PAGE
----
VIERA, Fla. — Bryce Harper arrived early at the Washington Nationals' spring-training camp and declared he has several goals for this season — there's only one he'll share publicly, though.
The reigning NL Rookie of the Year said Thursday his main goal this season was bringing a World Series title to Washington D.C.
Coming off a season in which he helped lead Washington to its first playoff appearance and then became the first Nationals player to earn top rookie honors, the 20-year-old outfielder wants more.
Unlike last spring when Harper was competing for a roster spot, the only uncertainty for the dynamic star this year is where he will hit in the lineup.
MESA, Ariz. — Chicago Cubs closer Carlos Marmol thought he was headed to the Los Angeles Angels.
That was three months ago, when the Cubs asked Marmol to waive his limited no-trade clause because they were close to finalizing a deal to acquire Dan Haren from the Angels.
They told me I was traded, he said. The next day I was told, ‘No, you're not going there.'
Marmol is still with the Cubs, and his status is still unclear.
Marmol is entering the final year of a three-year, $9.8 million. The 2008 All-Star is certain to be trade bait for the rebuilding organization near the July 31 trade deadline if the Cubs are out of contention.
He's our closer, Cubs manager Dale Sveum said.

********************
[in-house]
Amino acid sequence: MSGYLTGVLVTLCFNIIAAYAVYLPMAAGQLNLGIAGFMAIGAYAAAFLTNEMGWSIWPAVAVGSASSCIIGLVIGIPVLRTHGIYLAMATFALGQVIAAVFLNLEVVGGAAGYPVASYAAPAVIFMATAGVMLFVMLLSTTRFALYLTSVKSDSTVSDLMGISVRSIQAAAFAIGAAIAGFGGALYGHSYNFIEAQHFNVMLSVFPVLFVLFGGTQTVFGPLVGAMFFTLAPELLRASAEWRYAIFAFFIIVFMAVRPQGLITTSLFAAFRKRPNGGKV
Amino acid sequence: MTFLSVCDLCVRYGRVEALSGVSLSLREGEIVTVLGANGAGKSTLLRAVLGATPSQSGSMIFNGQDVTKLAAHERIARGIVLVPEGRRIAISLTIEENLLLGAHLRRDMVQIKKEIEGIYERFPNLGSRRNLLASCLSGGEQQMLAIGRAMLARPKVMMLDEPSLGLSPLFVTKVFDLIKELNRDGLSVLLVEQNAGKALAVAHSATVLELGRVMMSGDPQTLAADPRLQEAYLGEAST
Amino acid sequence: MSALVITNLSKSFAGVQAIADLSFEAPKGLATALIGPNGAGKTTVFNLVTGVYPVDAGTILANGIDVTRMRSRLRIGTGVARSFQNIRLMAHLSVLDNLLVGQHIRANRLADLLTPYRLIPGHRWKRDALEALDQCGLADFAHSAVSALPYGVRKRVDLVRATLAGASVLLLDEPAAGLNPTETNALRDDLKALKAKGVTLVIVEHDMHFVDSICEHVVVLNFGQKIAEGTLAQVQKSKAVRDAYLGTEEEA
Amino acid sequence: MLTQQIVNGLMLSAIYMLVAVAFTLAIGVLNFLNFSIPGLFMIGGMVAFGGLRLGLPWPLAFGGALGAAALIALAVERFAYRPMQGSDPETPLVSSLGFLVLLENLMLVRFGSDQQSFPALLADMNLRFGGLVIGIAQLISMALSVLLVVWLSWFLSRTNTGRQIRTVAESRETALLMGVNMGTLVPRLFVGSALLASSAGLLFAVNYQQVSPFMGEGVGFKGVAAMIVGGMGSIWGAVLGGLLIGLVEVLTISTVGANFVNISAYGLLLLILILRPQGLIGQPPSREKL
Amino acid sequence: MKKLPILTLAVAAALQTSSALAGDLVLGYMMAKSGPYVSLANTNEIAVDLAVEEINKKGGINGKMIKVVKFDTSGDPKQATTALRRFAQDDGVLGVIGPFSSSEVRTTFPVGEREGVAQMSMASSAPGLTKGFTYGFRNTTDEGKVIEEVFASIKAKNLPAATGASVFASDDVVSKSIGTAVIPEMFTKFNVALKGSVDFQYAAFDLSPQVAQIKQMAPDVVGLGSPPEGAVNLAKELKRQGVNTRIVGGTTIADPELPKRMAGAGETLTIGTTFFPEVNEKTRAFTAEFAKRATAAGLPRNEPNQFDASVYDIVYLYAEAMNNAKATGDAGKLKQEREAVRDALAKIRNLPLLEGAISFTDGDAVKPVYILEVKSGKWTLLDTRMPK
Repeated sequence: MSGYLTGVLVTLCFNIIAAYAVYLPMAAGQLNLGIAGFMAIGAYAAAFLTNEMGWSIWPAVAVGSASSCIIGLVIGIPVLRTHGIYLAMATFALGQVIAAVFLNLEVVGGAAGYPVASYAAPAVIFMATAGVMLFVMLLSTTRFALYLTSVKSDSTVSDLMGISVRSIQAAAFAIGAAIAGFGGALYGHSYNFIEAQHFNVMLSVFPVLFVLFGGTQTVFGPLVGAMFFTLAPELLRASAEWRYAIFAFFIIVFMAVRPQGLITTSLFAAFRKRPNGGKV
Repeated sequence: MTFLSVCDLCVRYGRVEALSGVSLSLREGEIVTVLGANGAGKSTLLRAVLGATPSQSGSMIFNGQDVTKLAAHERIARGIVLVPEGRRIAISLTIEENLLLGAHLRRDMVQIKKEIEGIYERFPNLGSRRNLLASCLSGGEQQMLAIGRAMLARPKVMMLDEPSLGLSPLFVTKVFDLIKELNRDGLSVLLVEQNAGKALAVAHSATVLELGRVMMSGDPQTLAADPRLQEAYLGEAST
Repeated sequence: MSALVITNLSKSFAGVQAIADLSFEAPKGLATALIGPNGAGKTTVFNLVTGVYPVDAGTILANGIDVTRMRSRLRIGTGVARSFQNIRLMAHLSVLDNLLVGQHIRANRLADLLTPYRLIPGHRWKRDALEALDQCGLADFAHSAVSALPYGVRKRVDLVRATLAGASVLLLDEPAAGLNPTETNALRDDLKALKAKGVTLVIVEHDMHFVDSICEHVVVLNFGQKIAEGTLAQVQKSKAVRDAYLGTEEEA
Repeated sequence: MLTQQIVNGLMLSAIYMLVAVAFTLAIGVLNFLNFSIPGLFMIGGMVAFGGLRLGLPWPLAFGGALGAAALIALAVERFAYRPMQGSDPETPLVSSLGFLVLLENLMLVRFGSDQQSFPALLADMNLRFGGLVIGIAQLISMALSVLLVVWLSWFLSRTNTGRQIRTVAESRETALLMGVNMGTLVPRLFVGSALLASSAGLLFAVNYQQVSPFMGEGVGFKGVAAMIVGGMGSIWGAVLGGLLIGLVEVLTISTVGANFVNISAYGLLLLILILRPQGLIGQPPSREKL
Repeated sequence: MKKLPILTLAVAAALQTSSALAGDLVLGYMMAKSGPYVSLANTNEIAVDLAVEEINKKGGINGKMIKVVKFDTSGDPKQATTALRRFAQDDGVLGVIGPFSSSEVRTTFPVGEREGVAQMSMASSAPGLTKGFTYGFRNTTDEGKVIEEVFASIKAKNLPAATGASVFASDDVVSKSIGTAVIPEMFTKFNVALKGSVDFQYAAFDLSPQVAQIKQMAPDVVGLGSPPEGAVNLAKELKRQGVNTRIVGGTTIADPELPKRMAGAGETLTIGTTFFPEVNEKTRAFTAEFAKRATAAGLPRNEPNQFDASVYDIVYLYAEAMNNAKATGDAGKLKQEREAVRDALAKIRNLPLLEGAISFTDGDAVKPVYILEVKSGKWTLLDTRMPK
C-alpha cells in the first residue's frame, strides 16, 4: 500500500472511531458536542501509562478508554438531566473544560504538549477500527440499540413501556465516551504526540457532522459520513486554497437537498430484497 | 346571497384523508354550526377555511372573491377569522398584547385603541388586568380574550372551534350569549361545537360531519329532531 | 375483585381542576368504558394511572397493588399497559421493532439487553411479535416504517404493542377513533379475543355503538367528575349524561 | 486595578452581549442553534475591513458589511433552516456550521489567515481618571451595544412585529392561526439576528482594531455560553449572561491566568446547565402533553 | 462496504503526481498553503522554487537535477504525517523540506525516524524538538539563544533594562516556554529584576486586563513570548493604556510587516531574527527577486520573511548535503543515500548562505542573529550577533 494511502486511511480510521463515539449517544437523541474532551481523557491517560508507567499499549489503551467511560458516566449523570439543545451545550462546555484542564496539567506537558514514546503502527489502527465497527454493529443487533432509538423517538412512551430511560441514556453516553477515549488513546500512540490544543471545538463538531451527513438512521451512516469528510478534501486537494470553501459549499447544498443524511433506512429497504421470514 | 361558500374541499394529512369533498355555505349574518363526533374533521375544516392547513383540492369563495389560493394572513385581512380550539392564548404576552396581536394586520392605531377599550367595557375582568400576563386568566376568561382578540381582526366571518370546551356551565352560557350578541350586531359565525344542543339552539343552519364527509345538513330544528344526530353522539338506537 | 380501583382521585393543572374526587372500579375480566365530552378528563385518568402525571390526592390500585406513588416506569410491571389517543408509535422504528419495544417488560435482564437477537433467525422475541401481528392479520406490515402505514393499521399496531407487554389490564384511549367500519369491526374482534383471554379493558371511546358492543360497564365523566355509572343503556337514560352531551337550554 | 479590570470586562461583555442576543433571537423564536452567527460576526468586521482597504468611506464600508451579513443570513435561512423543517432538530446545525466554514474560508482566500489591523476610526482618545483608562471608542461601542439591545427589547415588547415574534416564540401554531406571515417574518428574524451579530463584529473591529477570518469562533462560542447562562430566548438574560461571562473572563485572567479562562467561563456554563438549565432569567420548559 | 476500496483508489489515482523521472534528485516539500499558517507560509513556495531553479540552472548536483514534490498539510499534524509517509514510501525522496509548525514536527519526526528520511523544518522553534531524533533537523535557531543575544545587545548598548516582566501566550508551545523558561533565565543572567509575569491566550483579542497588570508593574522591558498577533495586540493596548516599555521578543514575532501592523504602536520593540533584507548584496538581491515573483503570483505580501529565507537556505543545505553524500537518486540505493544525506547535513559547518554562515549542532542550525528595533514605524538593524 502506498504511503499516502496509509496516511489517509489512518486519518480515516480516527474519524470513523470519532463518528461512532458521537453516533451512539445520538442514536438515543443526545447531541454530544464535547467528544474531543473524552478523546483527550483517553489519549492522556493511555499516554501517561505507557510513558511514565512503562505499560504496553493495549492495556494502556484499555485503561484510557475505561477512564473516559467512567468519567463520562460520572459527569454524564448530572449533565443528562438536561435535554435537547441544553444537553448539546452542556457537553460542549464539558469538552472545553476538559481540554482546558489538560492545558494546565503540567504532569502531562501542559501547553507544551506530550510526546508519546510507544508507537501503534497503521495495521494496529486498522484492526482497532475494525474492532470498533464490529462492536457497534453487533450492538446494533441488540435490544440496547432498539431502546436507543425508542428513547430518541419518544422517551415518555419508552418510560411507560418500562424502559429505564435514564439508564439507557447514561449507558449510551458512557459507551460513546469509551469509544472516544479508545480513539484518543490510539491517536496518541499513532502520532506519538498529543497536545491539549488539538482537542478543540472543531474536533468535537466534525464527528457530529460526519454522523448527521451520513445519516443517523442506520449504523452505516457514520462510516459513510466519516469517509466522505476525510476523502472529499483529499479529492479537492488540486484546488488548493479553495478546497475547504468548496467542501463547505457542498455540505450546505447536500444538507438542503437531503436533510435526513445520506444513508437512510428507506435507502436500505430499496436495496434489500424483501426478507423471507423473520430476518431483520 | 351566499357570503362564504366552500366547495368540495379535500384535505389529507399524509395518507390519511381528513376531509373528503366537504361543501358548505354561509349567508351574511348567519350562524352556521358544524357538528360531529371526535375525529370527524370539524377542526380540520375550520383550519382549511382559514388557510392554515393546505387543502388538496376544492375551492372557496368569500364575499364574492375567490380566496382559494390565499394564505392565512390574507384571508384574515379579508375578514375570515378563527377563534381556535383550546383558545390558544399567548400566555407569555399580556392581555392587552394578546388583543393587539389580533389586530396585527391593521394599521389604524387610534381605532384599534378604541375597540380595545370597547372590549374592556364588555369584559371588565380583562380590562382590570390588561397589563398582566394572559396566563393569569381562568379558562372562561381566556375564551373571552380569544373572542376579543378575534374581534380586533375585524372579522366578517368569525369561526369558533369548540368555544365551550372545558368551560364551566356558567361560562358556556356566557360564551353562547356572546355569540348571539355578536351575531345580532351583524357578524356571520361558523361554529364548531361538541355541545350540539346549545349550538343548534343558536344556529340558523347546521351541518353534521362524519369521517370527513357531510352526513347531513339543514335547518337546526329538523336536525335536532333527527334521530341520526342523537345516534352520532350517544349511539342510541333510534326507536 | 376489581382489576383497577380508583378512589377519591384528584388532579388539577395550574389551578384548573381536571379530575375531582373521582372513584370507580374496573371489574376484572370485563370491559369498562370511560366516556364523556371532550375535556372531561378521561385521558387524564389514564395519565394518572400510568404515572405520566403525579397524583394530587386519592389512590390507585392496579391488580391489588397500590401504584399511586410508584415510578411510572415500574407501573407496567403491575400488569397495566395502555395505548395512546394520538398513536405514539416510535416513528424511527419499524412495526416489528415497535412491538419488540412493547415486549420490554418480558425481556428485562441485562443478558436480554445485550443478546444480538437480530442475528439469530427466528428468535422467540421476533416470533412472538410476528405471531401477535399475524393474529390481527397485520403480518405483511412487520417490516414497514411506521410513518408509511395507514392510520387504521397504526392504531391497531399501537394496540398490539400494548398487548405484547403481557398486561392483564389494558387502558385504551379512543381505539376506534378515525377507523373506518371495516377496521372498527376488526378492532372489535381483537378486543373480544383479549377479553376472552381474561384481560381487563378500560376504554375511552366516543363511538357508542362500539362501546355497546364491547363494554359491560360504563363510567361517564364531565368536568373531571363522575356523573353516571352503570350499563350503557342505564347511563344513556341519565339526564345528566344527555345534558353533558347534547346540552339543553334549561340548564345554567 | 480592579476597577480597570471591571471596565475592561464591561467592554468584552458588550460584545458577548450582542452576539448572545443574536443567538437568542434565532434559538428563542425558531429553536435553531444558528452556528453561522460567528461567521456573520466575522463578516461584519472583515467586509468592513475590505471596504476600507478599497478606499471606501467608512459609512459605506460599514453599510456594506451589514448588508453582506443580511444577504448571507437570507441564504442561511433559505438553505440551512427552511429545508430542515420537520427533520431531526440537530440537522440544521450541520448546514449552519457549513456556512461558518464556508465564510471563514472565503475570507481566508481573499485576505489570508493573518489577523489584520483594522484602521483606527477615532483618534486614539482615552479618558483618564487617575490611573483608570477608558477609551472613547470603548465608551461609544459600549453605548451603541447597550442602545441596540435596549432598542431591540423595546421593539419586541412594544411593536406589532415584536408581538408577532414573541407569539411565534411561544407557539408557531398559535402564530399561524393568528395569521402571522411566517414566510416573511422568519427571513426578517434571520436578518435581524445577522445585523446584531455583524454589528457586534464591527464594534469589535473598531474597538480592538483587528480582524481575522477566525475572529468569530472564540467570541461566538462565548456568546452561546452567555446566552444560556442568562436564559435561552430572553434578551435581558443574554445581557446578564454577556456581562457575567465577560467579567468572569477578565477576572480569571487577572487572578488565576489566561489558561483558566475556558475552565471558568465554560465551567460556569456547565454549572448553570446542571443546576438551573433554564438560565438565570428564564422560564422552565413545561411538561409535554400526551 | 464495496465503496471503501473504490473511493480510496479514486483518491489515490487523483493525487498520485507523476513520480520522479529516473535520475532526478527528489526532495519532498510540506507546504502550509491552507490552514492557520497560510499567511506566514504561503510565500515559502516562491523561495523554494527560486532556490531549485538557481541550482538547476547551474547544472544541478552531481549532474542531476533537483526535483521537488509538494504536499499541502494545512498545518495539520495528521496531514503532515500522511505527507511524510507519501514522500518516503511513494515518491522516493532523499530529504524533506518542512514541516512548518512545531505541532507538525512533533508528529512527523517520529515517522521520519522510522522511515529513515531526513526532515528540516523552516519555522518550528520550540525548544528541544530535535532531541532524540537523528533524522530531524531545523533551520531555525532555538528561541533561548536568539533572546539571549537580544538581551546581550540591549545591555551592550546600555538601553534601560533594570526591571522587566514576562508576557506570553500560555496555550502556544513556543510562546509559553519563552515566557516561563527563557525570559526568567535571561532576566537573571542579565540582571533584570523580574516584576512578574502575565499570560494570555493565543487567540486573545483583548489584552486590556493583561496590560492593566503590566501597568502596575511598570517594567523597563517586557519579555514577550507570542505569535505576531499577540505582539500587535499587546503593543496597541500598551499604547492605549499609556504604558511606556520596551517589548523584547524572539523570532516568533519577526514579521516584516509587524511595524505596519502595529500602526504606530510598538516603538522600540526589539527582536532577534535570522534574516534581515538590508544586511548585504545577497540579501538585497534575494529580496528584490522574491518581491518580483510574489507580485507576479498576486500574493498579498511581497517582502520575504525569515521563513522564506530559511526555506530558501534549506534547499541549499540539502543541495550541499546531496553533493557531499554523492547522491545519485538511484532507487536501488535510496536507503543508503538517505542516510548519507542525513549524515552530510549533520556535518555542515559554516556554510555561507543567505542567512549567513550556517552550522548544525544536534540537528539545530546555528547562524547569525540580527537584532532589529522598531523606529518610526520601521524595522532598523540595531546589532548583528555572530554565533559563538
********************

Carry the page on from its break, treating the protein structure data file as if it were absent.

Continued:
But for how long?
PHOENIX — Oakland Athletics closer Grant Balfour had arthroscopic surgery on his right knee to repair a torn meniscus.
Dr. Douglas Freedberg operated Thursday. The A's said recovery time usually is four to six weeks and Balfour decided to have the procedure now with the hope of returning for the start of the season. The injury is considered minor.
Balfour said through the team that the knee bothered him late last season but wasn't considered anything serious and that the knee calmed down during the offseason. So, he went about his regular regimen over the winter.
I didn't know what it was other than I was a little sore, Balfour said in the statement. Obviously we were in a pennant race so I was going to pitch. ... I was able to work out with very little soreness, so I really wasn't concerned.
SCOTTSDALE, Ariz. — His general manager has described Adam Eaton as the quintessential leadoff hitter — scrappy, fast, a daring threat to cause havoc on the bases.
The Arizona Diamondbacks rookie has quite an opportunity this spring, and he intends to make the most of it.
Eaton knows the pressure is on, but as he put it, if you can't deal with pressure by now you shouldn't be in this game.
Eaton's feisty attitude stems, he says, from his diminutive size — he's 5-foot-8 — and the battles that have ensued to prove that a short guy can play the game at a high level.
He calls it that Napoleon syndrome and he's counting on it to carry him through a long major league career.